After working for a number of years as a nuclear physicist with companies such as TRW Systems and McDonnell Douglas, in 1970, Friedman dedicated himself to investigating UFOs full-time. In the ensuing 49-years, Friedman give numerous lectures, wrote several books, and became one of the most prominent figures to ever study unexplained aerial phenomena. After most had accepted the Army-Air Force’s explanation of a weather balloon, Friedman is widely credited with reviving questions surrounding the possible crash of alien spacecraft outside Roswell, New Mexico. Friedman unabashedly claimed that aliens had visited Earth.

    Joanna Aiton Kerr, manager of the Provincial Archives, told Motherboard that after hearing Friedman was retiring from UFO research, archivists reached out in January and convinced him to let them preserve his collection. Kerr says it took five cargo vans to move all of Friedman’s substantial records. Ultimately, the timing of the decision to secure Friedman’s files was somberly prophetic, as Friedman suffered a fatal heart attack in May while returning home from giving a UFO lecture in Ohio.

    Grant Camron, one of the few Ufologists who’s had a chance to visit archive, says he was pleasantly surprised to see Friedman’s files at New Brunswick’s official records repository. “They do not collect this kind of stuff and Stan was not born in New Brunswick,” said Camron.

    Having located numerous previously unknown government documents on UFOs, Friedman was known for being quite a researcher. However, according to Kerr, the most daunting aspect of archiving the records comes from the fact Friedman never organized his files whatsoever.

    “We can find a single page of a letter or document in one pile, another page somewhere across the room, another page tucked into a book, and so on,” Kerr said. Camron said though the collection was larger than he expected, the fact Friedman never organized and filed any of his documents was the biggest surprise for him as well. “When you heard him speak he would reference documents and it led to the assumption it was carefully organized,” Camron said.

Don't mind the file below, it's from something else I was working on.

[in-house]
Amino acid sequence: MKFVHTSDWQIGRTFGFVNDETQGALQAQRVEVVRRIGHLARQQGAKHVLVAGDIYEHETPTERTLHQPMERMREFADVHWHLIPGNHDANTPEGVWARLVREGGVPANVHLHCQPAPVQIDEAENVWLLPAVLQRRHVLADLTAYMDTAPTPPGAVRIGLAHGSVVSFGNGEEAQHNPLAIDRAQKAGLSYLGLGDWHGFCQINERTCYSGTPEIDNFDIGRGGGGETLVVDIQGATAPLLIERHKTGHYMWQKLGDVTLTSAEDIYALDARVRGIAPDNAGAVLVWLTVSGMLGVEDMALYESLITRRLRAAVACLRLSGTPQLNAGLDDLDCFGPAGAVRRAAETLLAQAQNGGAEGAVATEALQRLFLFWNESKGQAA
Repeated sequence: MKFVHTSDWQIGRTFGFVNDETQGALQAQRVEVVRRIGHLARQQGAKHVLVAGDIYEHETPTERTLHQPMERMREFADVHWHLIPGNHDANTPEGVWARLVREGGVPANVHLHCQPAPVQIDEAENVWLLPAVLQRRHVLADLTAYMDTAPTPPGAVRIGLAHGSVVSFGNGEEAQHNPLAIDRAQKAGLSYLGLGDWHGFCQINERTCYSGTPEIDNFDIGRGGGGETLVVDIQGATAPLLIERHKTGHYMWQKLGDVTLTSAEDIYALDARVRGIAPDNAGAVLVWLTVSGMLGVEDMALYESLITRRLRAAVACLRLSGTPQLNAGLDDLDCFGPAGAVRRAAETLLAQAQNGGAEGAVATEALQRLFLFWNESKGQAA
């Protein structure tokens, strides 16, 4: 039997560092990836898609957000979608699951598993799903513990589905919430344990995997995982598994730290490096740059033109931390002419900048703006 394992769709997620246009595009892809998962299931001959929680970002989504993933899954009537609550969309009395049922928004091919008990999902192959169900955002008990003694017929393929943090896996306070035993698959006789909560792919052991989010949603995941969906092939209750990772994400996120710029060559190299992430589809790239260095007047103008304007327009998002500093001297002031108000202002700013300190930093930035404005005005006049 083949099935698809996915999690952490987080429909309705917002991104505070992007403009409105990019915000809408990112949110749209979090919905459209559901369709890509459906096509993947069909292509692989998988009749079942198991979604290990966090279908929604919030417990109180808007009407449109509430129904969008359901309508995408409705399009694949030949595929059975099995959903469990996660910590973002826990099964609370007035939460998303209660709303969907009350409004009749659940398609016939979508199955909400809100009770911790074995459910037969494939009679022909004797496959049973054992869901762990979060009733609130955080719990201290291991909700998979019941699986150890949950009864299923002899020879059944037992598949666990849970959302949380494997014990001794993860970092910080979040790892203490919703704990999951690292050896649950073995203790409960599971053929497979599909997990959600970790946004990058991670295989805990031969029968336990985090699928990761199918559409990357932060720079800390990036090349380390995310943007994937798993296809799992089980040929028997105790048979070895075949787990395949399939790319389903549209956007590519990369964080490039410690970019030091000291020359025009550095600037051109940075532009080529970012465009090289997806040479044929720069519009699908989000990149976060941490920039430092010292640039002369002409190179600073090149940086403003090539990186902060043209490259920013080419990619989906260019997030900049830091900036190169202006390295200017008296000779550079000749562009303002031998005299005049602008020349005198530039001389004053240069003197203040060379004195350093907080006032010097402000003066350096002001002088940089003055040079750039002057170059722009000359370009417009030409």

Kerr, who also chairs the Canadian Council of Archives, said there are three full time employees in the private records section where Friedman’s collection are being shifted through. However, unfortunately, Friedman’s files are only one in a number of collections provincial archivists are working on. No one can be dedicated to working on the famed Ufologist’s collection full-time.

    Because the records are both sizable and in such disarray, Kerr said ideally she’d like to have two archivists focused solely on getting Friedman’s files cataloged and stored. “Maybe someone will start a GoFundMe or some such thing to raise money so we can hire a couple extra archivists on contract,” Kerr mused.

    Even with two full-time employees working on them, Kerr says it could still take 3-4 years to finish organizing Friedman’s files. “There is definitely a demand to see the records and we definitely feel the pressure to make it available as fast as we can—but we also want to do the work right,” said Kerr.

    Kerr says roughly 25 boxes of materials from Friedman’s records have been processed and are accessible for visitors of the Provincial Archives. As far as making Friedman’s archives accessible online, Kerr indicated the process of digitizing the records would be “mammoth task” that currently isn’t logistically feasible. Right now, Kerr says her and fellow archivists spend one day a week working together on the late UFO researcher’s files, while listening to a space-themed playlist Kerr’s husband put together for them. “We’re calling them ‘Friedman Fridays,’”said Kerr.

    Both skeptics and believers alike offer high praise to Kerr and her team for taking on the task of archiving Friedman’s records. Micah Hanks, the skeptically open-minded author and host of the popular podcast The Micah Hanks Program told Motherboard, though he doesn’t necessarily agree with all his conclusions on UFOs, he is thrilled to know Friedman’s archives will be preserved and publicly available.

    “As we learn more about the possibility that there could be aerial technologies of unexplained origin in our airspace, Friedman’s collections will no doubt continue to be useful historical references,” said Hanks. Having written over a dozen books on UFOs himself, Camron said “the collection is like looking through King Tut’s tomb.”

    Kerr says she thinks it’s possible Earth has been visited by extraterrestrials, however, admittedly, she hadn’t previously put much thought into the whole UFO subject. In light of this, Kerr and her team seem to be thoroughly enjoying going through Friedman’s collection. Kerr says she’s been fascinated by the number of correspondences Friedman received from people who described having personal encounters with UFOs or extraterrestrial beings.

    “People wrote him from all over the world. People phoned him—he recorded many of these calls and we have the tapes too. It’s fascinating stuff,” Kerr said.
    Last edited: Nov 2, 2019